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Westwood Park is an Oval Oasis

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Public spaces change fast here in San Francisco, and for better or worse, it can be pretty crazy when you see what the City used to look like. Every week, we'll bring you Then & Now, a comparison of historic photos of the Bay Area with current views from the same perspective. Have a suggestion for a photo comparison that looks totally different (or shockingly the same)? Drop us a tip in the Curbed Inbox or leave a comment after the jump.

Quick note: See that vertical green bar in the middle of the then and now photos? You can move it horizontally to see the photos side by side.

[Then photo: SAN FRANCISCO HISTORY CENTER, SAN FRANCISCO PUBLIC LIBRARY/ Now photo: Google Maps] Established in 1917, Westwood Park is one of those hidden picturesque gems tucked away on the west side of the city. Bound by Monterey Boulevard, Ocean Avenue, Faxon Avenue, and Phelan Avenue, $35 rented you a house, and the neighborhood quickly became popular after the opening of the Twin Peaks Tunnel.

Created by real estate firm Baldwin & Howell, the neighborhood evolved where the land was once Eucalyptus groves of Sutro Forest. When the Twin Peaks Tunnel opened in 1918, parts of the city previously difficult to access opened up for real estate speculation. The Westwood Park neighborhood was designed to take advantage of the views provided by the hilly terrain, so other than the main boulevard of Miramar Avenue and a few short intersecting streets, there are no straight roads throughout.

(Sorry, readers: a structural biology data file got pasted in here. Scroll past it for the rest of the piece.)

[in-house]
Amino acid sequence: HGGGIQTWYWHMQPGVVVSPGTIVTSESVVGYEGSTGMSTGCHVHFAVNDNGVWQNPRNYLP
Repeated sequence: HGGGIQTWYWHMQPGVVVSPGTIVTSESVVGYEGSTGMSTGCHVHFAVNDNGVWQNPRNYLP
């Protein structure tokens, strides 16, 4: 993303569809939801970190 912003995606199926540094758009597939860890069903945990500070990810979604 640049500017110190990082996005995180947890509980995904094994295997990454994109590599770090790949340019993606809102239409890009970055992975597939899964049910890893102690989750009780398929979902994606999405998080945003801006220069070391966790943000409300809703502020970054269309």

Most of the houses were built between 1918 - 1923, and nearly 80% of them were designed by architect Charles F. Strothoff. The buildings are mostly bungalows with craftsman details, further adding to the value and appeal of the neighborhood today. Too bad rents aren't still $35 a month - the current average sale price of a Westwood Park home is about $800k.
· A Short History of Westwood Park [Westwood Park Association]
· Westwood Park [Outside Lands]